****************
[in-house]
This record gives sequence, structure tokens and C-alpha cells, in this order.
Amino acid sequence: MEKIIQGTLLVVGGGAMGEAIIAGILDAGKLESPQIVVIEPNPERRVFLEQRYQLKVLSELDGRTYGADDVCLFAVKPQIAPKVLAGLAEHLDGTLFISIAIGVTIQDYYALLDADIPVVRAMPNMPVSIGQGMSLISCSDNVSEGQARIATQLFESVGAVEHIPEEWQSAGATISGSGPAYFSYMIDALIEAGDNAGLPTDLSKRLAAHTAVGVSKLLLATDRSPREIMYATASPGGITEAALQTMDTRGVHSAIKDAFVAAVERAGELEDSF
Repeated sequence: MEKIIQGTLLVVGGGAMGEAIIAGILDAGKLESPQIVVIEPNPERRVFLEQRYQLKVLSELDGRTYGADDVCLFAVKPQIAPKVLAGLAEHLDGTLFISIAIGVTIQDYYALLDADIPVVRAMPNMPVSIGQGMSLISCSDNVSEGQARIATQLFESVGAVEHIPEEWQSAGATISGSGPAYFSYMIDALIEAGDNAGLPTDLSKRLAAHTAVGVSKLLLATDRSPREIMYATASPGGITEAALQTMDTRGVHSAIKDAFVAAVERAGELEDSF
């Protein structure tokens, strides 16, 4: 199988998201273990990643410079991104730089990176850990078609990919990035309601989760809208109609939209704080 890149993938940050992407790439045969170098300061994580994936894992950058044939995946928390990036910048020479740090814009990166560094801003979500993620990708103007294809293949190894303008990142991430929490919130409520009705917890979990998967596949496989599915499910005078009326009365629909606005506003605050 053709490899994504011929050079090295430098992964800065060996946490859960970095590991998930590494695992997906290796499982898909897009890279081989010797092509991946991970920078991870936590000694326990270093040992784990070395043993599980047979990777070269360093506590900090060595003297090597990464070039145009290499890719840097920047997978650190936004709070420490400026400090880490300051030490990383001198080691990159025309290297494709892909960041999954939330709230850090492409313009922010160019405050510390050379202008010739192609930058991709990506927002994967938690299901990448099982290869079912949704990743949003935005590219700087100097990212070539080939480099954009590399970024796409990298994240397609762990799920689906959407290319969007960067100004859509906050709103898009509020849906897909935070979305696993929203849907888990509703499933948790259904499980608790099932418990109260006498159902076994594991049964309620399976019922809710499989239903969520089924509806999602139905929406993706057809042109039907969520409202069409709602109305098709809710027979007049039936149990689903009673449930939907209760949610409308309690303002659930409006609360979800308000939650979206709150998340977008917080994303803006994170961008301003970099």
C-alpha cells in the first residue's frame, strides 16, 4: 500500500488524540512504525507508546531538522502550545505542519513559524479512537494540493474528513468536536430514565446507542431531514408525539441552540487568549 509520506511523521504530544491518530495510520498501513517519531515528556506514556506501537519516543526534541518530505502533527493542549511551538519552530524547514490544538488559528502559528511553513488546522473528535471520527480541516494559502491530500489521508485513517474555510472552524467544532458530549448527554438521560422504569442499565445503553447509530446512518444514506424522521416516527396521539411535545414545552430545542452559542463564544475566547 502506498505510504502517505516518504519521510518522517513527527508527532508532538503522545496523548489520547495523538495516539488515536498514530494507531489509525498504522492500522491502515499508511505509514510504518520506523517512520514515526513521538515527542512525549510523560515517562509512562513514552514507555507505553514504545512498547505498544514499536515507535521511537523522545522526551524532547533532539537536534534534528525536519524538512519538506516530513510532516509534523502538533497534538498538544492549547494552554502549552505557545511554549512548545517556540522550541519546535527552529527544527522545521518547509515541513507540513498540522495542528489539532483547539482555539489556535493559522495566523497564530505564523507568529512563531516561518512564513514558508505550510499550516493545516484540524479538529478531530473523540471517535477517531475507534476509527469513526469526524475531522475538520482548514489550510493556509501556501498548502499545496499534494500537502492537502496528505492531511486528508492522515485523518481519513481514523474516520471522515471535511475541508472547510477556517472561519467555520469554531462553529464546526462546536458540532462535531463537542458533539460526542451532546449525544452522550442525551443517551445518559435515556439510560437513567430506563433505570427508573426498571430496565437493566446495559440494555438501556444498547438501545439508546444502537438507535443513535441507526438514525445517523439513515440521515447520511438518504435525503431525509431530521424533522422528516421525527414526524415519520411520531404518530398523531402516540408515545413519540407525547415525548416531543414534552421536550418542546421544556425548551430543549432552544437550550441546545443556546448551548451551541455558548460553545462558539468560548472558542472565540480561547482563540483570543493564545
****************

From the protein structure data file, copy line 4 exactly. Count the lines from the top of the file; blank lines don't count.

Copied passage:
Repeated sequence: MEKIIQGTLLVVGGGAMGEAIIAGILDAGKLESPQIVVIEPNPERRVFLEQRYQLKVLSELDGRTYGADDVCLFAVKPQIAPKVLAGLAEHLDGTLFISIAIGVTIQDYYALLDADIPVVRAMPNMPVSIGQGMSLISCSDNVSEGQARIATQLFESVGAVEHIPEEWQSAGATISGSGPAYFSYMIDALIEAGDNAGLPTDLSKRLAAHTAVGVSKLLLATDRSPREIMYATASPGGITEAALQTMDTRGVHSAIKDAFVAAVERAGELEDSF